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Books we're reading at the station and recommend to you.When we're not on-the-air or at our desks, we like to pick up good books. Most of us here at the station are, in fact, avid readers. In the style of NPR's "What We're Reading" (an excellent weekly guide) we, too, decided to share what we've been reading. Here's a list of books recently read by WKMS staff members, student workers and volunteers.Interested in a book on our list? Follow the Amazon link beneath the picture. A small percentage of your purchase of anything on Amazon through this link goes right to WKMS at no additional cost to you!

10 Great Books for Young Readers

Macmillan Publishers

Sometimes it's tough finding a gift for the kids in your life. Murray State University Waterfield Library's Katherine Farmer stops by Sounds Good with a list of great books to give young readers over the holidays. She says she's a fan of kids' stories, even though one might not think they appeal to older audiences. Here are her top picks, just in time for the holidays.

"I love children's books, whether they're for young kids or for young adults. I'm happy to have a job where I get to play with children's books all day long," Farmer said.

You can check out Farmer's recommendations here. She says she chose these books because they're simple, interesting and relatable for kids.

  1. Any book by Mo Willems.  Willems’ books are always very interactive and easy for very young children to understand.  During 2014, Mo Willems has published two books.  First, is The Pigeon Needs a Bath! The Pigeon is back, and he really needs a bath.  Unfortunately the Pigeon is not convinced that he needs a bath.  Just how do you convince a Pigeon to take a bath because he really is stinky.  The second book is Waiting Is Not Easy!  The last thing that especially little kids like to do is wait for a surprise especially this time of year, and that is the case for Gerald the elephant.  Piggie has a big surprise for Gerald, but can Gerald wait to find out?  Suggested age range:  Preschool to First Grade.
  2. Julia’s House for Lost Creatures by Ben Hatke -  When Julia and her house built on a giant turtle comes and settles in town, she like everything but how quiet it is.  To solve her problem, she makes a sign:  Julia’s House for Lost Creatures.  I wonder what creatures will show up and knowing creatures do they behave or cause chaos in Julia’s house.  Suggested age range:  Preschool to First Grade
  3. Sparky by Jenny Offill.  The narrator, a little girl, wants a pet.  Her mother says ok as long as it doesn’t have to be walked, bathed, or fed.  So what is the answer - a mail order sloth, of course.  But now the question is, can a sloth be like a dog or a cat?  Suggested age range:  Preschool to First Grade.
  4. Sam & Dave Dig a Hole by Mac Barnett.  Sam and Dave dig a hole to find something really spectacular.  So they dig and dig, but what do they find?  The story and the illustrations make this book spectacular.  Suggested age range:  Kindergarten through Second.
  5. The Miniature World of Marvin and James by Elise Broach.  James is going on vacation for a week, and his best friend, Marivn the beetle, has to stay at home.  Unfortunately with James gone, Marvin has to play with his cousin Elaine and they quickly get into all sorts of trouble.  Throughout it all, Marvin wonders will James still be his friend when he returns?  Suggested age range:  Grades 2-3.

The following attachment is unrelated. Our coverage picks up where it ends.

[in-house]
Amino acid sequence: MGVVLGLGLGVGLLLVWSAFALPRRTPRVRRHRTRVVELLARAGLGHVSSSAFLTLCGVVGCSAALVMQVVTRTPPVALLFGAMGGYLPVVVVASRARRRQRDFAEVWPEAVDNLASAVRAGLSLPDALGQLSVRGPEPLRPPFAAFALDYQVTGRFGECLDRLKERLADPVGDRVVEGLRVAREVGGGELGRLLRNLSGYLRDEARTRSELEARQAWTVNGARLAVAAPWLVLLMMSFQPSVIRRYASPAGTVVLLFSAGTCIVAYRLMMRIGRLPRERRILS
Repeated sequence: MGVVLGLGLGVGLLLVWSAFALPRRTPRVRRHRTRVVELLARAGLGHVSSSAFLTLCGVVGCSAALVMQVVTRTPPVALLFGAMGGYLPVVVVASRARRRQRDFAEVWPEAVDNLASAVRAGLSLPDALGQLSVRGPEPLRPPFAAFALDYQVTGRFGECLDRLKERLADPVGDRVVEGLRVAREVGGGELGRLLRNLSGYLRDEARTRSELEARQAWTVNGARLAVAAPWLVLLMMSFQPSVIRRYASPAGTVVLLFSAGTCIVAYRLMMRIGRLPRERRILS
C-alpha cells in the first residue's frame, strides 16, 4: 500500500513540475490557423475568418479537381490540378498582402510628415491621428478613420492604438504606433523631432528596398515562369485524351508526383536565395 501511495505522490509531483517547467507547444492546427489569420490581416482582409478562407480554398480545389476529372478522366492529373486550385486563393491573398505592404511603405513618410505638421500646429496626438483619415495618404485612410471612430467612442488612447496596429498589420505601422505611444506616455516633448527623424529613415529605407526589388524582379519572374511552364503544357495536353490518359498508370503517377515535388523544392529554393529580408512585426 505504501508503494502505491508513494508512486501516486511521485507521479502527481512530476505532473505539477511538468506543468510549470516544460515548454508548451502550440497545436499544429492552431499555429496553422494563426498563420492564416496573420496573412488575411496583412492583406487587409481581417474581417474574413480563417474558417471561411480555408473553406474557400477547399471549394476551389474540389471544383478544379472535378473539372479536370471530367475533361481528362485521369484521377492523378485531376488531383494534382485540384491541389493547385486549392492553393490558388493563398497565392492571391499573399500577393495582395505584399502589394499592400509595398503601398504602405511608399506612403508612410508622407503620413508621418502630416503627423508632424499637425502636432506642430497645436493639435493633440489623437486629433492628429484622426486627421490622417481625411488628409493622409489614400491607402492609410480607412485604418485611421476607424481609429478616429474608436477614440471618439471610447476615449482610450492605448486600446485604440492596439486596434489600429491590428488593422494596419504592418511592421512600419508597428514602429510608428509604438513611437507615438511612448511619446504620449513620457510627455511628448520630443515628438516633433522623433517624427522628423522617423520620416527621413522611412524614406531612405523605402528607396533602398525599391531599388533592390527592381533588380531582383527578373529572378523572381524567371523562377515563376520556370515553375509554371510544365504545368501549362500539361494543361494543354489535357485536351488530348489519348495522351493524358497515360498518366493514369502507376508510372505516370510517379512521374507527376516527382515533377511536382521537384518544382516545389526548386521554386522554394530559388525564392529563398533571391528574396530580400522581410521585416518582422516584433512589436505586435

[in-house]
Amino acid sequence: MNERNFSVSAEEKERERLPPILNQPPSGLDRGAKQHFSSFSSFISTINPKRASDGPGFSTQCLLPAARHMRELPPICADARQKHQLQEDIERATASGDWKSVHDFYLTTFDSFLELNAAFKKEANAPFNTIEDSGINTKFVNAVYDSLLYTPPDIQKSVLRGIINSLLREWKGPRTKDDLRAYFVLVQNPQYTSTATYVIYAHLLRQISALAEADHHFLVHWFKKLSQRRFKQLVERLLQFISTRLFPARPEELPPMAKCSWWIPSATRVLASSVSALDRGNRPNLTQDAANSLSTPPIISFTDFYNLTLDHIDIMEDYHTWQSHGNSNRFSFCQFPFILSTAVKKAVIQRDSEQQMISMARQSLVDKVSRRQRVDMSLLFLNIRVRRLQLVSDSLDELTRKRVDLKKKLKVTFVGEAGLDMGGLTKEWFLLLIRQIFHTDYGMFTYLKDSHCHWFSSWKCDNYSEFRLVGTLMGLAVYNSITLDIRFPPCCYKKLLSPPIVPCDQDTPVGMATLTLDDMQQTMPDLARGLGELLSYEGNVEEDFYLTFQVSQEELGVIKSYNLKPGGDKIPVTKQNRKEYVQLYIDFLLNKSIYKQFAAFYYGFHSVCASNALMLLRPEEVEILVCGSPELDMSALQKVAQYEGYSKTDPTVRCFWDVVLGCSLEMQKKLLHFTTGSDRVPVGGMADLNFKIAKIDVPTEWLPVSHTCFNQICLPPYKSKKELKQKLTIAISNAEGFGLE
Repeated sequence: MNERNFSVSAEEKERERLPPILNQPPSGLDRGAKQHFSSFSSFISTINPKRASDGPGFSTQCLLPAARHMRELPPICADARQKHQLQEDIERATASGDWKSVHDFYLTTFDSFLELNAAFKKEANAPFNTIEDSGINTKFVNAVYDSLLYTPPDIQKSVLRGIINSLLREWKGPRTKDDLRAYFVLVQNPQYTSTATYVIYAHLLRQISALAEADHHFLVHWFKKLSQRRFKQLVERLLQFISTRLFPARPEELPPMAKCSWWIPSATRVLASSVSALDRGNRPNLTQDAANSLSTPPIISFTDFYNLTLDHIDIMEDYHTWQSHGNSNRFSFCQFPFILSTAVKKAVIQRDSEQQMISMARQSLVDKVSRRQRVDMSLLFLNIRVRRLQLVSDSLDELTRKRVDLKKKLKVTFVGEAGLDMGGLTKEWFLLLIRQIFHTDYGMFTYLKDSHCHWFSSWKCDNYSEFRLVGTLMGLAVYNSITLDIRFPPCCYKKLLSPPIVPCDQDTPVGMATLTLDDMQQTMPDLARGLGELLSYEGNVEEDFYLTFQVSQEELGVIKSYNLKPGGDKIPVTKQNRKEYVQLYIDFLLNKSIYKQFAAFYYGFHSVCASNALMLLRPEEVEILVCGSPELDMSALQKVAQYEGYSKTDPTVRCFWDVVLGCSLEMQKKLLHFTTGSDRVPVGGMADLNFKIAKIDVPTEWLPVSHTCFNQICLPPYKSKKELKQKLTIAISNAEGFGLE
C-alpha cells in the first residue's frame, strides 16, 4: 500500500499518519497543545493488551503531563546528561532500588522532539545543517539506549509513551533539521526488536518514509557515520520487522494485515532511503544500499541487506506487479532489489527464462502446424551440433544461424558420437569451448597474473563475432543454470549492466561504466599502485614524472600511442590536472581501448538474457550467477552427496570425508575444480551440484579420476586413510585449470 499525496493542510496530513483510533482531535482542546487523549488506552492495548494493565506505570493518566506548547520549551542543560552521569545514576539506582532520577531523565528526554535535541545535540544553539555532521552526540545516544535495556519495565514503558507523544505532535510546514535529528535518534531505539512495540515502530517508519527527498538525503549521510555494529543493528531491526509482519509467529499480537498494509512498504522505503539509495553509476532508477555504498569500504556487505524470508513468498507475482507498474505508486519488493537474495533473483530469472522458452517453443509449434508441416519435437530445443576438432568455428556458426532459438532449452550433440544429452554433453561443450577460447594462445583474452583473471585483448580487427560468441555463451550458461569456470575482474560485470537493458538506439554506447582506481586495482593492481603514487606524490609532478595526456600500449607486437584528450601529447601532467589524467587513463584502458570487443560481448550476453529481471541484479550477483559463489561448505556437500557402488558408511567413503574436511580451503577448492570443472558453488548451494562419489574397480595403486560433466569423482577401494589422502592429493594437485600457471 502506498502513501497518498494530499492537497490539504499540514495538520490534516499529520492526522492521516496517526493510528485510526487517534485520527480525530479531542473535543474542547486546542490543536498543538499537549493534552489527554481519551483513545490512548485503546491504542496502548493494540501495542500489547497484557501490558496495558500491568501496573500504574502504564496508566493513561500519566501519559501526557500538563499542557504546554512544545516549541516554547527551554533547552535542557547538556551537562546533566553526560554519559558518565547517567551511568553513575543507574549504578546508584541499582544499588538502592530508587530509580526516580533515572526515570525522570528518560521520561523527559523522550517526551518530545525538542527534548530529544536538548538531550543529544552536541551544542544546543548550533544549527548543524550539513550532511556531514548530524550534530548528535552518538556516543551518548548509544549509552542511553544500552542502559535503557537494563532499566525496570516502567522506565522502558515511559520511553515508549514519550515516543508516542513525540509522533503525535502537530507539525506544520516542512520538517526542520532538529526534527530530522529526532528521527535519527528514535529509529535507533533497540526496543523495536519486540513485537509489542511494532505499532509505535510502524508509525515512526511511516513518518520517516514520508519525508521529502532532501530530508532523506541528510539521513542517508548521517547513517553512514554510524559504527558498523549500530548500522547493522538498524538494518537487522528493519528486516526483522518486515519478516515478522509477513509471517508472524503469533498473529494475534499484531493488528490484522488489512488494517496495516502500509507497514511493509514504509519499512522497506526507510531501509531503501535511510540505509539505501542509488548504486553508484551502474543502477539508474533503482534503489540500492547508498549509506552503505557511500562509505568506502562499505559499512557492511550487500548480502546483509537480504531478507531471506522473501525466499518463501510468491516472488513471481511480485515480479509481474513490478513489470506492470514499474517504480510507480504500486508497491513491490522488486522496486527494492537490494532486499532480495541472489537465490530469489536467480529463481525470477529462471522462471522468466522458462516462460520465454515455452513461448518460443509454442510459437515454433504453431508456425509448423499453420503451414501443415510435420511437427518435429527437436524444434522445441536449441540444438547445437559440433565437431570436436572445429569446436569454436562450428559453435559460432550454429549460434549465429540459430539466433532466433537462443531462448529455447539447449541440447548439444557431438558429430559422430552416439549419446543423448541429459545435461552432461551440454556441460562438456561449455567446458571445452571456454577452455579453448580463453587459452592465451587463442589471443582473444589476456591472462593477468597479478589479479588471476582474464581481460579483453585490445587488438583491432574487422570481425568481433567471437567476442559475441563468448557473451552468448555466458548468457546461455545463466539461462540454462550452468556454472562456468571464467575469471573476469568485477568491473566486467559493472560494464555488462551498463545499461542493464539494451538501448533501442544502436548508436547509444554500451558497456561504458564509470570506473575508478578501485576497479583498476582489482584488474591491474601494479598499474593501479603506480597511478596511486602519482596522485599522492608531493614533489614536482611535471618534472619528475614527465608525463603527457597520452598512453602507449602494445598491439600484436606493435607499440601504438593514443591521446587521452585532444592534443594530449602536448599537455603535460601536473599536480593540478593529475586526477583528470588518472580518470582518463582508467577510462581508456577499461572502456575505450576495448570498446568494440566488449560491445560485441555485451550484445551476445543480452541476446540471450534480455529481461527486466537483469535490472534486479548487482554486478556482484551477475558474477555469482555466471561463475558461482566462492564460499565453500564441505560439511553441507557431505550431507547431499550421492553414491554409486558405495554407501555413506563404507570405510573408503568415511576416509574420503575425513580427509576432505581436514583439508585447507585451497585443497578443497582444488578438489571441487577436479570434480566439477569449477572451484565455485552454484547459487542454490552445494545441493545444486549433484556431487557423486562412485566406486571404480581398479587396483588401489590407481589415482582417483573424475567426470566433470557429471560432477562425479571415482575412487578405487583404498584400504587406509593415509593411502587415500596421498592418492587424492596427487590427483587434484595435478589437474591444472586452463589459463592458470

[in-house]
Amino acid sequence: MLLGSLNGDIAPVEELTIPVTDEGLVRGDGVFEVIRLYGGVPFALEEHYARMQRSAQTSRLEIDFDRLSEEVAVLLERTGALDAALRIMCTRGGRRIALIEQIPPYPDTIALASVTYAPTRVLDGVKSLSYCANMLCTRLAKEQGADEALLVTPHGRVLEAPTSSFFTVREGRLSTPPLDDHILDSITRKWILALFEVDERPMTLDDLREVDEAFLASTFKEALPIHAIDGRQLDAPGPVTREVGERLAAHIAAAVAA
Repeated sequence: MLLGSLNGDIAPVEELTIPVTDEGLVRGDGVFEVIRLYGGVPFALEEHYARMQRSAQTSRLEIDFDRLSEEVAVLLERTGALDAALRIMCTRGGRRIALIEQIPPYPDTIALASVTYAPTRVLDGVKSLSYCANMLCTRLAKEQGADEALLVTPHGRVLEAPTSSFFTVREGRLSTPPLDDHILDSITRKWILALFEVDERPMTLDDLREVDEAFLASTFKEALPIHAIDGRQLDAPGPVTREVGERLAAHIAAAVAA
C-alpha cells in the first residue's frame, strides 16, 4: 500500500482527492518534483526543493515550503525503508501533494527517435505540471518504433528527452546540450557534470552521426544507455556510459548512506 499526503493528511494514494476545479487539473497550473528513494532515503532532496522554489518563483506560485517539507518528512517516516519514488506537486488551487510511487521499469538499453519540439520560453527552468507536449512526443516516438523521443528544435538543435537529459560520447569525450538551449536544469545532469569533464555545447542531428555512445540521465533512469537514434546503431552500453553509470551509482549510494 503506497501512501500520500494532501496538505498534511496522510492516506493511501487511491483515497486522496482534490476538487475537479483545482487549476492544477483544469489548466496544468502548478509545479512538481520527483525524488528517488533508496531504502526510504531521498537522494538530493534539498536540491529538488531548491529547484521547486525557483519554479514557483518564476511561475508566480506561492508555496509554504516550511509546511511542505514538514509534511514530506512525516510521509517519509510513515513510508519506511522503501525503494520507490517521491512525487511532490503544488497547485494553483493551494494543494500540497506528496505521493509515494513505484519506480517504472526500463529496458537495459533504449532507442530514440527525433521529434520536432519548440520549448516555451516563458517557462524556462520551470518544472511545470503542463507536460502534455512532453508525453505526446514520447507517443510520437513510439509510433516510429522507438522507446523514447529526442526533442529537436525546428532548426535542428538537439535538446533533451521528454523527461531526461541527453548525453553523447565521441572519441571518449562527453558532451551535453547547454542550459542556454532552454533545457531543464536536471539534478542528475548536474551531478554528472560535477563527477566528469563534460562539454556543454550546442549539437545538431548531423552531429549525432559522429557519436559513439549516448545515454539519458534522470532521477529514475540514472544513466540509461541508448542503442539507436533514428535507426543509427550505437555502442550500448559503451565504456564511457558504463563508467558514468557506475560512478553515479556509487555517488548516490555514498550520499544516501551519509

6. Diary of a Wimpy Kid:  The Long Haul by Jeff Kinney.  The latest in the Diary of a Wimpy Kid series was released in November.  A family road trip starts of great but doesn’t stay that way with a few calamities from a fender bender to crazy seagulls, making this road trip one they will never forget.  Suggest age range:  grades 3-8
  7. The Blood of Olympus by Rick Riordan.  Demigods Percy, Annabeth, Jason, Piper, Frank, Hazel, and Leo are in a race of time to save the world from destruction before Gaea awakens in 12 days.  This book brings a close to The Heroes of Olympus series by Riordan.  He announces at the end of the book that he will be starting a series based on Norse mythology.  Suggested age range:  grades 4-8
  8. Ophelia and the Marvelous Boy by Karen Foxlee. This book is a humorous retelling of the story of the Snow Queen.  Ophelia loves science and doesn’t believe in anything unless it is proven by science.  She and her sister Alice are grieving for their dead mother when their father takes a job a museum in a town where it always snows.  Ophelia soon discovers a boy being held prisoner by the Snow Queen, and he has been waiting for Ophelia’s help.  Ophelia embarks on a journey to free the boy that will test her beliefs in everything.  Suggested age range:  grades 4-8
  9. We Were Liars by E. Lockhart.  Cadence Sinclair Eastman has spent every summer on a private island off the coast of Massachusetts until she was 15 with a group of family and friends nicknamed the Liars.  When she was 15, she had mysterious accident that has caused her to lose her memory and have terrible headaches.  At 17, she returns to the island because she has started to have snippets of her memory return and wants to learn more.  What follows is a journey through secrets and lies as she struggles to find the truth.  Suggested age range:  Young Adult.
  10. Hollow City:  Miss Peregrine’s Peculiar Children Book 2 by Ransom Riggs.  This is the sequel to Miss Peregrine’s Home for Peculiar Children.  The book, a mix of story and eerie vintage photographs,  picks up right where the first book ended.  Having barely escaped Miss Peregrine’s island, Jacob and his new friends journey to London.  Along the way they encounter new allies, a menagerie of peculiar animals, and other unexpected surprises.  Suggested age range:  Young Adult
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